Working Paper

Diversity Among Peacekeepers: Who Is Involved in UN Peace Support Operations and How Does It Matter?

Identifying potential correlations between the personnel characteristics of peacekeeping missions and national and cross-border stability dynamics.

Date Published
18 Apr 2024
Chido Mutangadura-Yeswa Eleonore Fournier-Tombs Melih Kandemir

Multilateral interventions through United Nations Peace Support Operations (PSOs) are key international responses in contexts where there is prolonged intra-State and inter-State armed conflict. Understanding the effectiveness of PSOs, in reducing both national conflict and the spread of conflict across national borders, is critical in improving the capacity of States and international actors to tailor targeted response plans and reduce the risk of violence. Recent years have seen rapid development of new technologies, such as machine learning models that enable the identification of informative patterns from large amounts of information. 

This Working Paper aims to cover a critical methodological gap by testing the utility of machine learning in identifying potential correlations between PSO personnel characteristics, and national and cross-border stability dynamics. Experiments examine PSO demographics and conflict in four case studies: the Central African Republic (CAR), the Democratic Republic of Congo (DRC), Mali, and South Sudan. Quantitative data relating to PSO personnel characteristics (gender, region of origin, and status – “diversity indices”) were sourced from the United Nations Peace and Security Data Hub, while conflict location/intensity information was sourced from the Armed Conflict Location and Event Data Project (ACLED).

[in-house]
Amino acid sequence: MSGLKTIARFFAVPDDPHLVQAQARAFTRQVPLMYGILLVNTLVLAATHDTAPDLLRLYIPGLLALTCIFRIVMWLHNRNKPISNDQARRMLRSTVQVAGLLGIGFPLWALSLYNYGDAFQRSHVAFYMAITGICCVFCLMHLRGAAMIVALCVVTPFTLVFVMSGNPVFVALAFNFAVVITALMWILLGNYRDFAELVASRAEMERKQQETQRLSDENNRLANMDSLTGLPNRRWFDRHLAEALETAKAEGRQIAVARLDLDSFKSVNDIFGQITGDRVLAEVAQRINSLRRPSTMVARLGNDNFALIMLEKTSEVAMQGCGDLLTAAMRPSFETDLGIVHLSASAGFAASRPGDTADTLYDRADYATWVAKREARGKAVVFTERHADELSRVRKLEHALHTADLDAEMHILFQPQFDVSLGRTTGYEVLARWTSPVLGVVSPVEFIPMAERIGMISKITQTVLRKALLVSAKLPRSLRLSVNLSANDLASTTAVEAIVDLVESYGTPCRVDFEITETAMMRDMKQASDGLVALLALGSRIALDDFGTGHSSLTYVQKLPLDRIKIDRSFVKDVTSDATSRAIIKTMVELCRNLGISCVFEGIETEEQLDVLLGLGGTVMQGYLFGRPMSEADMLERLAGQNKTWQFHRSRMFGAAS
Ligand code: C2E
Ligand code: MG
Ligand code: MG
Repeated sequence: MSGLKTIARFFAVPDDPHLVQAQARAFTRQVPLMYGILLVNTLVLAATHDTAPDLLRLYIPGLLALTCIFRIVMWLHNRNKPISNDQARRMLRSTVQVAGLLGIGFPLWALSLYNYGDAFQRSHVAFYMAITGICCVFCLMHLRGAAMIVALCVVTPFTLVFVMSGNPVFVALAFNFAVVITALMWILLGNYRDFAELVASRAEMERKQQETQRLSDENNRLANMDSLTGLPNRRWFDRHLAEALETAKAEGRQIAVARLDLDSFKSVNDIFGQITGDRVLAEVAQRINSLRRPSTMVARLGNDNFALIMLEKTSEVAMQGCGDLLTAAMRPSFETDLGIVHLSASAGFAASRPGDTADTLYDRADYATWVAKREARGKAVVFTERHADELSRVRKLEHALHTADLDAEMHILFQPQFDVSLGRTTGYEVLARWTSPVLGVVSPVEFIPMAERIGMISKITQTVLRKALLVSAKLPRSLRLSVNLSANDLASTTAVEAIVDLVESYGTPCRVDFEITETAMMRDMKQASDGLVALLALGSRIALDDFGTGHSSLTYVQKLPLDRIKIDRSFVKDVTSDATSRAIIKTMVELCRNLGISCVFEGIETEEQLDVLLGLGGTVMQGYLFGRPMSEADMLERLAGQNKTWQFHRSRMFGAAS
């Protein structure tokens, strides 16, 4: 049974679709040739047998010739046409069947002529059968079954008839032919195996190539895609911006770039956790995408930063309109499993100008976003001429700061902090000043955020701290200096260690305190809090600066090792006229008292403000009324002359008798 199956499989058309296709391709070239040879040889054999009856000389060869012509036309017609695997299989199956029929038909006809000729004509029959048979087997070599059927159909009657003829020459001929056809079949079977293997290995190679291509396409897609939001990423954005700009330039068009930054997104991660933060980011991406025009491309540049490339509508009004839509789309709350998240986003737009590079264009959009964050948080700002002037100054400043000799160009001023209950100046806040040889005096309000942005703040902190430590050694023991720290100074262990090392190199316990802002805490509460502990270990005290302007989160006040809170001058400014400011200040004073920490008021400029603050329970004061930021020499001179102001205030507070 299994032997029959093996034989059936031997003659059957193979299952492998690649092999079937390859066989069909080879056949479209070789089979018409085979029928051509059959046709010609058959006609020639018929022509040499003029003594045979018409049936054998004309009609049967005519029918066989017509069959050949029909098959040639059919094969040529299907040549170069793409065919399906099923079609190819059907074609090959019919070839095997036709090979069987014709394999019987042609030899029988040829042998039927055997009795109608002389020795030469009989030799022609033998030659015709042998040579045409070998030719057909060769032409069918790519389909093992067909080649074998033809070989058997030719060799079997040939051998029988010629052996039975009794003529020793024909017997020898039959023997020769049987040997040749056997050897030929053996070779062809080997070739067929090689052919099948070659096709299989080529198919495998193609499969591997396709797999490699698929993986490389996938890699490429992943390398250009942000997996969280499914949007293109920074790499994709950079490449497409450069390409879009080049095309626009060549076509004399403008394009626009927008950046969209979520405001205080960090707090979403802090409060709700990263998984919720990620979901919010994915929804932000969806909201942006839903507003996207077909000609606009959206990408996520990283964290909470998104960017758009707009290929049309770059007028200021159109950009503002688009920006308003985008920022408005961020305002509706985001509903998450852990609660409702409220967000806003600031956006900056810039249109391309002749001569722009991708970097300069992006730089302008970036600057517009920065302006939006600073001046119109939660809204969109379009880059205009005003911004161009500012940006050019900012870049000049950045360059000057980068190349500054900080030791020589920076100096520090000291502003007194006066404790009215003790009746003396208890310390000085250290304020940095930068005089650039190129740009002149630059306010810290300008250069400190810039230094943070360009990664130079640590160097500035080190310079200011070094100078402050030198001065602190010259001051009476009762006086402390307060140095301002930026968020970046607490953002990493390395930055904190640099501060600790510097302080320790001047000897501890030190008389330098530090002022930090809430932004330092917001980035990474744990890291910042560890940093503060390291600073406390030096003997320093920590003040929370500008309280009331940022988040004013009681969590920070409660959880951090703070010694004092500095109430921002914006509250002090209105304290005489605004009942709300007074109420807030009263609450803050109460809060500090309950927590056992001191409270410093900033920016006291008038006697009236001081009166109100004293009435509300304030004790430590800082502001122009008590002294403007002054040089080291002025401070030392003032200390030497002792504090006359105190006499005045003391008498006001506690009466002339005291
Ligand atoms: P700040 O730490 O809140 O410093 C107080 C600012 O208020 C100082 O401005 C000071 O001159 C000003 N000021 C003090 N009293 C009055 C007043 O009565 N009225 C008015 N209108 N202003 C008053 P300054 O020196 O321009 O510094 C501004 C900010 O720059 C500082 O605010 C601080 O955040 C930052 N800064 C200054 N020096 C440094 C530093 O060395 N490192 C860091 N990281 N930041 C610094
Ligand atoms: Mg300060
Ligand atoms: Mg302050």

Quantitative data was analysed through machine learning techniques, while a specifically selected expert focus group was convened to critically evaluate data representativeness and assess findings. Region of origin was observed as the only demographic feature that was influential across all four case studies. However, its impact must be assessed through an understanding of the case-specific international political dynamics and operational capacity. Gender appeared to impact cross-border conflict in Mali and national conflict in DRC and South Sudan, both of which also had higher numbers of women in leadership positions. Finally, professional status (i.e., uniformed vs civilian) was correlated to both types of conflict in Mali and DRC, but not in CAR and South Sudan.

Read "Diversity Among Peacekeepers: Who Is Involved in UN Peace Support Operations and How Does It Matter?" here.


Suggested citation: Chido Mutangadura-Yeswa, Fournier-Tombs Eleonore and Melih Kandemir. Diversity Among Peacekeepers: Who Is Involved in UN Peace Support Operations and How Does It Matter? : UNU-CPR, 2024.

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